However, graphene monolayers are one-atom thick and cannot strongly interact with the incident excitation wave, leading to poor gain efficiency. In addition, tunable and high power coherent electromagnetic radiation sources at low THz frequencies are very limited [39]. Typically, quantum cascade lasers are used as coherent sources in this frequency range but they suffer from poor tunability, leading to narrowband operation, and a complicated bulky design [40]. In this paper, we theoretically propose an alternative tunable and compact THz laser, operating in a broad frequency range, based on periodically-patterned graphene-based HMM that are photoexcited by IR/visible pump light. The proposed graphene nanostructure supports slow-light propagation and a nearly-zero energy velocity at THz frequencies, combined with broad frequency tunability. The THz gain of the photoexcited graphene can be boosted in the slow-wave regime, due to the light trapping effect in the proposed patterned graphene-based HMM configuration [9]. The proposed device has an extremely subwavelength thickness, making it an ideal candidate to be used as a compact THz source in the envisioned THz on-chip integrated photonic circuits.

The paper is structured as following. In section 2, we discuss the negative conductivity of graphene at the THz regime (THz gain) and its tunable properties. By using the effective medium approximation (EMA) [41,42], we demonstrate that the hyperbolic dispersion is obtained for the optically-pumped graphene-based HMM. In section 3, we analytically study the enhanced THz lasing effect of the proposed active THz HMM, patterned into waveguide-array structures. In section 4, we present full-wave simulation results to validate the analytical model and to optimize the THz lasing effect via a detailed parametric study. In section 5, we propose a potential application of the presented active HMM in high-resolution and high quality-factor (*Q*-factor) THz sensing. Finally, we draw conclusions in section 6.

## 2. Hyperbolic metamaterials with active and passive graphene layers

When a graphene monolayer is optically pumped, the electron-hole pairs split the Fermi level into two quasi-Fermi levels ${E}_{Fn}\text{\hspace{0.05em}}={\epsilon}_{F}$ and ${E}_{Fp}=-{\epsilon}_{F}$, respectively, as shown in Fig. 1(a). In this case, the dynamic conductivity of graphene can be modeled by using the nonequilibrium Green’s functions described by [43]:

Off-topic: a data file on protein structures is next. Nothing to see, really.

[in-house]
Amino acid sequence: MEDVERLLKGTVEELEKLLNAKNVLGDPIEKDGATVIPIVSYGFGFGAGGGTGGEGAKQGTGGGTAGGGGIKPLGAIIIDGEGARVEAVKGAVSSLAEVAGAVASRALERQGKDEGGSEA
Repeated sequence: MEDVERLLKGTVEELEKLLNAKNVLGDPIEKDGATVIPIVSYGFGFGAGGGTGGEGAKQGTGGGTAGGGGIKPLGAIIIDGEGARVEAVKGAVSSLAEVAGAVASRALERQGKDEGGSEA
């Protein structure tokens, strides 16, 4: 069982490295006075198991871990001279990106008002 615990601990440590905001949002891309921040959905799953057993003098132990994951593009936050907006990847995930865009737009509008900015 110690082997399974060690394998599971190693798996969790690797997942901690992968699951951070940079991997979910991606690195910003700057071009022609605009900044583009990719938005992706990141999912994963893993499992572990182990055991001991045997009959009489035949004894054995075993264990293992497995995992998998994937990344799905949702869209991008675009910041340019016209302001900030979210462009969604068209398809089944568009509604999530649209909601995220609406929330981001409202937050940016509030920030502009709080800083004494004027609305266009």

To increase the light-matter interaction, we investigate a multilayer HMM composed of clustered graphene monolayers and dielectric sheets, schematically depicted in the inset of Fig. 2(a). By applying the EMA theory, this structure can be modeled as an anisotropic uniaxial medium, whose effective relative permittivity ${\epsilon}_{eff}$ can be expressed in a tensor form: ${\epsilon}_{eff}={\epsilon}_{t}(\widehat{x}\widehat{x}+\widehat{y}\widehat{y})+{\epsilon}_{z}\widehat{z}\widehat{z}$ [1]. The transverse relative permittivity ${\epsilon}_{t}$ is given by: ${\epsilon}_{t}={\epsilon}_{t}\text{'}-j{\epsilon}_{t}\text{'}\text{'}={\epsilon}_{d}-j\frac{\sigma}{\omega {\epsilon}_{0}d}$ [20,41], where ${\epsilon}_{d}$ and *d* are the permittivity and thickness of each dielectric layer, and $\sigma $ is the conductivity of graphene given by either Eq. (1) or (2). The longitudinal relative permittivity ${\epsilon}_{z}$ is equal to ${\epsilon}_{d}$ since graphene has negligible thickness compared to the dielectric layers. For both active and passive graphene monolayers, the hyperbolic dispersion is obtained at certain frequencies, where the real part of the transverse effective permittivity ${\epsilon}_{t}\text{'}$ is negative, while ${\epsilon}_{z}$ is always positive. Note that only transverse magnetic (TM) polarized waves can exhibit hyperbolic dispersion, as reported in [20].